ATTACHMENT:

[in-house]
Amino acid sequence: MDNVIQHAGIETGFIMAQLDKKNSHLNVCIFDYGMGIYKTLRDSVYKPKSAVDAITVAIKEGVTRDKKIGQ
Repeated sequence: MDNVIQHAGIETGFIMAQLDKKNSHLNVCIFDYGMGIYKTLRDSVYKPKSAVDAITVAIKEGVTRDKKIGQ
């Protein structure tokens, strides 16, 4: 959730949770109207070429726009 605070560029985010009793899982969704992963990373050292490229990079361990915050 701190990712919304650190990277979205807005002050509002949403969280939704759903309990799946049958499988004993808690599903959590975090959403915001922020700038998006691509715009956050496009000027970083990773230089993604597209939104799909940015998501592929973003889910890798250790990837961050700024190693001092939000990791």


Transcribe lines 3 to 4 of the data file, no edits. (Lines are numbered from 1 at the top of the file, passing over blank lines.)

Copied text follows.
Repeated sequence: MDNVIQHAGIETGFIMAQLDKKNSHLNVCIFDYGMGIYKTLRDSVYKPKSAVDAITVAIKEGVTRDKKIGQ
């Protein structure tokens, strides 16, 4: 959730949770109207070429726009 605070560029985010009793899982969704992963990373050292490229990079361990915050 701190990712919304650190990277979205807005002050509002949403969280939704759903309990799946049958499988004993808690599903959590975090959403915001922020700038998006691509715009956050496009000027970083990773230089993604597209939104799909940015998501592929973003889910890798250790990837961050700024190693001092939000990791």